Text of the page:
We are happy to announce that video calls that use H.264 video codec can now be recorded. Recorded video calls that use H.264 will be stored as mp4 files (calls with video in VP8 format are stored as webm files). There are few ways to enable H.264 in your video calls:
– Use H264first Config param (Web SDK)
– Use H264first flag in CallSettings (Web SDK)
– Mobile SDKs are being updated to let developers enable H264 in video calls
According to the following research from Chris Koehncke using H.264 instead of VP8 can save up to 50% in terms of power consumption https://www.chriskranky.com/webrtc-impacts-on-battery-life/ , in addition to that mp4/avc is widely used and supported by most players in both online and offline worlds.
See the example of video recording below (Firefox->Voximplant, no post-processing)
P.S. Feel free to ping us if you have any problems with video call recording
We are happy to announce our new mobile SDK for Unity platform. Now Unity developers can use the SDK to embed real-time voice and video communication into VR/AR apps and games in minutes, we will take care of complexity and infrastructure. The SDK is compatible with Google Daydream. Please visit https://unity.voximplant.com/ to learn more.
Dear Voximplant developers, we are happy to announce that Voximplant now supports VoIP Push Notifications for calls to iOS SDK. We tried to make everything as simple for developer as possible; the following steps are required to enable VoIP Push Notifications for your app:
1. Upload your Apple VoIP Push certificate at https://manage.voximplant.com/#certificates and specify (bind) Voximplant application(s) where you will be using VoIP Push functionality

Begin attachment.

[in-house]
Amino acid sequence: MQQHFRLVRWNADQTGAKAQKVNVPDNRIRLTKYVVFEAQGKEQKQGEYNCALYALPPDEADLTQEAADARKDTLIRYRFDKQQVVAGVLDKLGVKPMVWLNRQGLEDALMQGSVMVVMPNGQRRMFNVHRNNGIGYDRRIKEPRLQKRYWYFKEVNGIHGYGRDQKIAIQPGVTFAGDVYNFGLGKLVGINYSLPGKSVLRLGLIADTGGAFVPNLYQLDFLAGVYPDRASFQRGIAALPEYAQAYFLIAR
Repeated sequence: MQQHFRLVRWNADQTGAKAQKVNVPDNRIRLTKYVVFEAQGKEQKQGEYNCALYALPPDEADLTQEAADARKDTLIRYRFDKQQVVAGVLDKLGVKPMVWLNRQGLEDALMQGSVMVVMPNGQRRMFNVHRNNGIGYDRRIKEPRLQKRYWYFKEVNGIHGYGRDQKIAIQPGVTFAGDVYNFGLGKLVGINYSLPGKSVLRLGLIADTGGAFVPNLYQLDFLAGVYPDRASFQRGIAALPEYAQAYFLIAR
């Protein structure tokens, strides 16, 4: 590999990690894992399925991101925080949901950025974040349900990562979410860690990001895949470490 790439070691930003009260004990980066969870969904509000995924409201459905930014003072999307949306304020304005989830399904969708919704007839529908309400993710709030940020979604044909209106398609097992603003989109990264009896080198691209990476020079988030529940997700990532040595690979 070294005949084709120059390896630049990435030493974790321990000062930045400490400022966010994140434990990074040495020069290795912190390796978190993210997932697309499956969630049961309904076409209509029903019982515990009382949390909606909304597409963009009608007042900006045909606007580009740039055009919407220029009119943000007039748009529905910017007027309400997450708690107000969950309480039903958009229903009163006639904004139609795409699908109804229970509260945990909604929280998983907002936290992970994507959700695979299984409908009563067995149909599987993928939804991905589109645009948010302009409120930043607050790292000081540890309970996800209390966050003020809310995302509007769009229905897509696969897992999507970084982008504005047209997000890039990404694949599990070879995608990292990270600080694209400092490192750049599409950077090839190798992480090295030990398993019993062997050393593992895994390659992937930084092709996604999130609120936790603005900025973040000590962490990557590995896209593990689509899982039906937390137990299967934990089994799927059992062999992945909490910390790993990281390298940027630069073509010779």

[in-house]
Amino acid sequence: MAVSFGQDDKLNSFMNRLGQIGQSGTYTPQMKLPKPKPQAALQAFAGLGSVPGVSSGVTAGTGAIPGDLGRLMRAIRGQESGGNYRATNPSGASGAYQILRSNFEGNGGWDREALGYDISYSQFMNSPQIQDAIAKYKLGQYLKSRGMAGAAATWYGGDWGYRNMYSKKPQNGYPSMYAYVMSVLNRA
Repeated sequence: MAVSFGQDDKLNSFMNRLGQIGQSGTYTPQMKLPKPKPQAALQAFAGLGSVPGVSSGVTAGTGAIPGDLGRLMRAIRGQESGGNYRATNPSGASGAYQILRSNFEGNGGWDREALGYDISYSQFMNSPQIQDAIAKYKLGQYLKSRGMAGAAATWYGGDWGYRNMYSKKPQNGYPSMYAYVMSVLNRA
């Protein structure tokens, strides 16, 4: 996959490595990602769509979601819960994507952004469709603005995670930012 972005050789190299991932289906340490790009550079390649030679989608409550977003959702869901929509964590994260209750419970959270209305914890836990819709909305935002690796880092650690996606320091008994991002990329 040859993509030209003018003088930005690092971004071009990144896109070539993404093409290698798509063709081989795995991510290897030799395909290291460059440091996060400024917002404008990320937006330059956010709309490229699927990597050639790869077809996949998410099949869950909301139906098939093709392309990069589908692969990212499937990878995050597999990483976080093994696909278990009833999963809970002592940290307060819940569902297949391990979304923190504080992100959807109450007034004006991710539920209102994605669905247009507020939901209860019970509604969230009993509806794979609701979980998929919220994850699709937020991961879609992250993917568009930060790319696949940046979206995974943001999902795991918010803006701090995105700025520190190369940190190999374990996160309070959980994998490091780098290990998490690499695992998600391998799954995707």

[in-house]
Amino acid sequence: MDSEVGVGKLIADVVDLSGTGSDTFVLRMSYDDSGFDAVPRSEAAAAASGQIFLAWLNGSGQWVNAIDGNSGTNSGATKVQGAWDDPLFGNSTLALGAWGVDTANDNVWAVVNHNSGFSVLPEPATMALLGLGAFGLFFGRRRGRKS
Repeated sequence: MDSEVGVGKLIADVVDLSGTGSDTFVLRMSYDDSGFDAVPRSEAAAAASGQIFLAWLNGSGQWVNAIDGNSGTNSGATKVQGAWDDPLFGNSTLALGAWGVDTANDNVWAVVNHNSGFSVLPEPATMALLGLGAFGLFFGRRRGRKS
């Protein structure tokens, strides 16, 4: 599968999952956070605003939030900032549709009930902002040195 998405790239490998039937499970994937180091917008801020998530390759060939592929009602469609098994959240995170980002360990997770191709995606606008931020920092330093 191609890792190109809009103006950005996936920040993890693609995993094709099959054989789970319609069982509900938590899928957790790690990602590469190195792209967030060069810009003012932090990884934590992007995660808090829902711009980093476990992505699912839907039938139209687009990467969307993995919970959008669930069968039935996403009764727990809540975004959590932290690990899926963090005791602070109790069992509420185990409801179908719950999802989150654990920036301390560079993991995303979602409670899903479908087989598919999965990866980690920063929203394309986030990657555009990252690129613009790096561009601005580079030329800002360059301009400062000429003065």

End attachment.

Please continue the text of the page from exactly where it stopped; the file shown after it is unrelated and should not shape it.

in the beginning of your VoxEngine scenario
3. Now VoxEngine’s callUser and callUserDirect functions will start using VoIP Pushes to notify the SDK about incoming calls. (same applies to helper functions: forwardCallToUser and forwardCallToUserDirect)
4. Get new version of iOS SDK at http://voximplant.com/docs/references/mobilesdk/ios/
P.S. Android Push support is on its way to production, expect it right after the New Year in January 2017!
We are happy to announce that currently video calls that go via Voximplant servers (not P2P ones) are billed per megabyte of video traffic. Since the resolution of a video stream can be different (so as fps, video codec and other params) it means that per minute billing was a bad idea for this case – 1 minute of video call generates different load on our infrastructure depending on various parameters. So now the formula for video call going via Voximplant servers looks as follows:
SDK-platform / platform-SDK call – $0.002 per minute per call leg
+ $0.001 per megabyte of video traffic sent to the platform
See http://voximplant.com/pricing/ for the details
A lot of traditional telephony services rely on this function. It lets callee transfer a call to another person by pressing special transfer button and entering another person’s number (usually extension number). It’s called blind transfer because the person who transfers the call won’t talk with the person to whom he transfers it.
Hi everyone! We’ve been busy working on new cool features for you, many developers asked us about high quality speech recognition for both audio call records transcription and real-time recognition scenarios. We are happy to announce that this functionality is now available for all our developers.
- Support for audio calls in Microsoft Edge. With Microsoft recently updating the browser’s web and audio support, Voximplant is one of the first companies to make its platform compatible with Edge. With Web SDK 4.0, web apps are empowered to handle incoming and outgoing voice calls from within the Edge web browser. Video calls in Edge will be functional as soon as VP9 or h.264 codec support is added to the browser.